T-Mobile has announced a new pilot effort to bring an unlimited wireless LTE home internet service to up to 50,000 homes across the United States by the end of 2019. The program is currently on an invitation-only basis and will primarily serve rural areas where typical broadband internet is limited.
Priced at $50 per month, the new T-Mobile Home Internet pilot will offer its customers LTE speeds of around 50 Mbps per second, without any data caps. At launch, it only will reach roughly .04 percent of all United States households. However, T-Mobile claims that once its pending merger with Sprint is approved, speeds can hit the 5G spectrum of 100 Mbps by the year 2024. The savings can also be substantial, as T-Mobile says that consumers typically pay $80 per month for in-home broadband services — or $960 per year. There is even the potential for the service to eventually reach more than 9.5 million households (and half of U.S. zip codes) by 2024.
T-Mobile is not currently identifying which specific markets this service will be hitting. Invitations will be sent to qualifying customers via email or snail mail. The service will also not require a contract and will depend on the use of an LTE router — which customers will not have to pay for. The concern of reduced internet speeds still exists, however. Citing the LTE network and spectrum capacity constraints, T-Mobile notes that “home internet customers may notice speeds lower than other customers due to data prioritization.”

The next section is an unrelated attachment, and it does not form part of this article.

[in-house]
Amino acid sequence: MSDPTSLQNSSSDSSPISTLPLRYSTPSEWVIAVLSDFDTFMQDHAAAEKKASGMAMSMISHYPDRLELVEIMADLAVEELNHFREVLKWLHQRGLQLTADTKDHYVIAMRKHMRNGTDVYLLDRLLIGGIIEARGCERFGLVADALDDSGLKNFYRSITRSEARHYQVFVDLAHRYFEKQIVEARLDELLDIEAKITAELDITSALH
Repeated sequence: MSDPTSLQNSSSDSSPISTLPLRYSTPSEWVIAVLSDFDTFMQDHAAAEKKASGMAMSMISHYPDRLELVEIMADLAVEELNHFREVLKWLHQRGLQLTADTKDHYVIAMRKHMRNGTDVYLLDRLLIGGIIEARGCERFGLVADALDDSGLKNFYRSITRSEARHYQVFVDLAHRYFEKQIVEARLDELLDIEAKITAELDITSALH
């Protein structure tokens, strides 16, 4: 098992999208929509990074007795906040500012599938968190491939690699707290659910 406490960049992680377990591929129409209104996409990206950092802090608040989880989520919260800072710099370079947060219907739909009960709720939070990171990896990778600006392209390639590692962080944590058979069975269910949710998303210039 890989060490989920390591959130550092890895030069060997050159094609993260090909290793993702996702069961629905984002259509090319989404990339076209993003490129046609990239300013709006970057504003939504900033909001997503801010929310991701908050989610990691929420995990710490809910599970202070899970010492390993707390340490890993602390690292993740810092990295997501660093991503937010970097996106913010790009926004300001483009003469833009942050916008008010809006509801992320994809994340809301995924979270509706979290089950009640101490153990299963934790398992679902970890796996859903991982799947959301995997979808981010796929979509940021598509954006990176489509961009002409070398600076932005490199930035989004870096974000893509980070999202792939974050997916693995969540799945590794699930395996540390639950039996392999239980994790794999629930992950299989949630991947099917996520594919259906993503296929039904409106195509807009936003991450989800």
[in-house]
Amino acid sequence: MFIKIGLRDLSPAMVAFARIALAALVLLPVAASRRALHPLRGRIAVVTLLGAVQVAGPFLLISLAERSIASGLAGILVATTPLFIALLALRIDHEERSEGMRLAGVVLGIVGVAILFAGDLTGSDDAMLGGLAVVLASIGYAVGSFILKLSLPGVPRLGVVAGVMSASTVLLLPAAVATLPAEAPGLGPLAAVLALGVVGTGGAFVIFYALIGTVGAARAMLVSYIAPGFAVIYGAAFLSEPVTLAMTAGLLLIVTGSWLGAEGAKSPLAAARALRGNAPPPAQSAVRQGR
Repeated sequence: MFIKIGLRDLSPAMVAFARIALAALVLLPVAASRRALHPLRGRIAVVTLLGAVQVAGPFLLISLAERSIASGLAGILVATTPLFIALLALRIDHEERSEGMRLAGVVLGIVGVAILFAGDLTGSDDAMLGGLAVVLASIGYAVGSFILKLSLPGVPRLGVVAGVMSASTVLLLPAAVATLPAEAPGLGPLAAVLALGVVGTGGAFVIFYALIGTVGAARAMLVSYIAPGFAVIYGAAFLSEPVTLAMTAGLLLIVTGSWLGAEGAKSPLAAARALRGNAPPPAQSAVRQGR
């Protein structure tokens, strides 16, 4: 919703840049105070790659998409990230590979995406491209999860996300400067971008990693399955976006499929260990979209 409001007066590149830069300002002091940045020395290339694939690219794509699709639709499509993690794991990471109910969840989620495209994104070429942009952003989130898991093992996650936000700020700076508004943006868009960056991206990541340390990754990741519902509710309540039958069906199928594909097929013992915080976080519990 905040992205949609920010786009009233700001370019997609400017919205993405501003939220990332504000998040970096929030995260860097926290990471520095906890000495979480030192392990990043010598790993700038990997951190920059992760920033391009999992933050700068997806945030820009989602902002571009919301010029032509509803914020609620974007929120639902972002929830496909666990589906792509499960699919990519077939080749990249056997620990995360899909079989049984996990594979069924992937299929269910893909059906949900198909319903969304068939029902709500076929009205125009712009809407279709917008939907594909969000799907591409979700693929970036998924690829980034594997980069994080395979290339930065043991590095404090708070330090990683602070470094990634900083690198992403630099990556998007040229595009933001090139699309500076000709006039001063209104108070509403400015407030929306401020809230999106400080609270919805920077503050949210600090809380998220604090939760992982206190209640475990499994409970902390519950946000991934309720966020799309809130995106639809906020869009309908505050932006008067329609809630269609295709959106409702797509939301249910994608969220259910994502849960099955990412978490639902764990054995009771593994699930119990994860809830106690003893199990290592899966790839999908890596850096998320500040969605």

“Two weeks ago, I laid out our plans for home broadband with the New T-Mobile. Now, we’re already hard at work building toward that future. We’re walking the walk and laying the foundation for a world where we can take the fight to Big Cable on behalf of consumers and offer real choice, competition, and savings to Americans nationwide,” said John Legere, CEO of T-Mobile.
The announcement of this service comes as T-Mobile’s merger with Sprint is still pending. The merger is subject to approval by the Federal Communications Commission, which is already pushing to bring broadband to rural areas of the United States. Other technology companies such as Microsoft have already pushed for programs to help more Americans get online.